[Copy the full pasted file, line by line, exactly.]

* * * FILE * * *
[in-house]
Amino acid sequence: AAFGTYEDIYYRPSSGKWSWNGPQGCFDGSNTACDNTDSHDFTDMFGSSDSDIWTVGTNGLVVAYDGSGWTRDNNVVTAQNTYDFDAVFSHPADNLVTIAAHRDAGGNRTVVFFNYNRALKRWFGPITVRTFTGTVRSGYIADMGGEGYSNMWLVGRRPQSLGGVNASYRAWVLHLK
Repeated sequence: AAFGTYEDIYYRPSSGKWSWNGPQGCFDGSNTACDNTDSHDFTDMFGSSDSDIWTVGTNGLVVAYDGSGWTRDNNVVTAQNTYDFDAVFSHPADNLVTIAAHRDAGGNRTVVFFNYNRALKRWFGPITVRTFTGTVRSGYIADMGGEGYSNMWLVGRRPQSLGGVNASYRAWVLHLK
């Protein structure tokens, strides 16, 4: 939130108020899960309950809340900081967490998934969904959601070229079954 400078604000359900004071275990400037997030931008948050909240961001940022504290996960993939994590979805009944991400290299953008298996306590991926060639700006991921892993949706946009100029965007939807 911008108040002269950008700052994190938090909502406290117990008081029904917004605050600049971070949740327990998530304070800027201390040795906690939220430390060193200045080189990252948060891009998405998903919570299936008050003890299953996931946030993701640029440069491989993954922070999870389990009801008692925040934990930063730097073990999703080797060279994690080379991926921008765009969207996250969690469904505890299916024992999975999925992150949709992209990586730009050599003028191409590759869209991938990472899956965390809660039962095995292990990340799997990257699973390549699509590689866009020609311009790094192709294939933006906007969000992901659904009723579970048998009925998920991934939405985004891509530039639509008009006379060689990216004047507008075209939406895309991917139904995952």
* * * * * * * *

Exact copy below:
[in-house]
Amino acid sequence: AAFGTYEDIYYRPSSGKWSWNGPQGCFDGSNTACDNTDSHDFTDMFGSSDSDIWTVGTNGLVVAYDGSGWTRDNNVVTAQNTYDFDAVFSHPADNLVTIAAHRDAGGNRTVVFFNYNRALKRWFGPITVRTFTGTVRSGYIADMGGEGYSNMWLVGRRPQSLGGVNASYRAWVLHLK
Repeated sequence: AAFGTYEDIYYRPSSGKWSWNGPQGCFDGSNTACDNTDSHDFTDMFGSSDSDIWTVGTNGLVVAYDGSGWTRDNNVVTAQNTYDFDAVFSHPADNLVTIAAHRDAGGNRTVVFFNYNRALKRWFGPITVRTFTGTVRSGYIADMGGEGYSNMWLVGRRPQSLGGVNASYRAWVLHLK
């Protein structure tokens, strides 16, 4: 939130108020899960309950809340900081967490998934969904959601070229079954 400078604000359900004071275990400037997030931008948050909240961001940022504290996960993939994590979805009944991400290299953008298996306590991926060639700006991921892993949706946009100029965007939807 911008108040002269950008700052994190938090909502406290117990008081029904917004605050600049971070949740327990998530304070800027201390040795906690939220430390060193200045080189990252948060891009998405998903919570299936008050003890299953996931946030993701640029440069491989993954922070999870389990009801008692925040934990930063730097073990999703080797060279994690080379991926921008765009969207996250969690469904505890299916024992999975999925992150949709992209990586730009050599003028191409590759869209991938990472899956965390809660039962095995292990990340799997990257699973390549699509590689866009020609311009790094192709294939933006906007969000992901659904009723579970048998009925998920991934939405985004891509530039639509008009006379060689990216004047507008075209939406895309991917139904995952």